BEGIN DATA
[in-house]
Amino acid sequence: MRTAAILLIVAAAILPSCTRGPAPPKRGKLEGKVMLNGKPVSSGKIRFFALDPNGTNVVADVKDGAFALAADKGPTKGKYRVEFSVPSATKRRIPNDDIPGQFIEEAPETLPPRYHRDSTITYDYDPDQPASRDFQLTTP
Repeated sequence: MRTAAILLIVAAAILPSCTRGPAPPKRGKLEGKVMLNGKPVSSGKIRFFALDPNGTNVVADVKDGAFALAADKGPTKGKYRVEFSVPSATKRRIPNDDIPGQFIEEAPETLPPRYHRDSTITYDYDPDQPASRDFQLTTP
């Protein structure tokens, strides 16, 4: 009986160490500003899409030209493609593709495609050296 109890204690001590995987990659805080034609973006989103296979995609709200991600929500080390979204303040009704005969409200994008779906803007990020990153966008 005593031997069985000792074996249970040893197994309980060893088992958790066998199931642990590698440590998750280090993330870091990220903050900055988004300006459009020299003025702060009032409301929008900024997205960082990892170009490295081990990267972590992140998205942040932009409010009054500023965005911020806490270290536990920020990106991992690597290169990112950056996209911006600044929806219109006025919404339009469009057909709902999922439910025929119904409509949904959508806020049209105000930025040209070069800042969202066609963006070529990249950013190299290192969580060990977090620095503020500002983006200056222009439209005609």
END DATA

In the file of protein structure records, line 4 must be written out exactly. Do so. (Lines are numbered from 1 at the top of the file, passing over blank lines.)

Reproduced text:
């Protein structure tokens, strides 16, 4: 009986160490500003899409030209493609593709495609050296 109890204690001590995987990659805080034609973006989103296979995609709200991600929500080390979204303040009704005969409200994008779906803007990020990153966008 005593031997069985000792074996249970040893197994309980060893088992958790066998199931642990590698440590998750280090993330870091990220903050900055988004300006459009020299003025702060009032409301929008900024997205960082990892170009490295081990990267972590992140998205942040932009409010009054500023965005911020806490270290536990920020990106991992690597290169990112950056996209911006600044929806219109006025919404339009469009057909709902999922439910025929119904409509949904959508806020049209105000930025040209070069800042969202066609963006070529990249950013190299290192969580060990977090620095503020500002983006200056222009439209005609």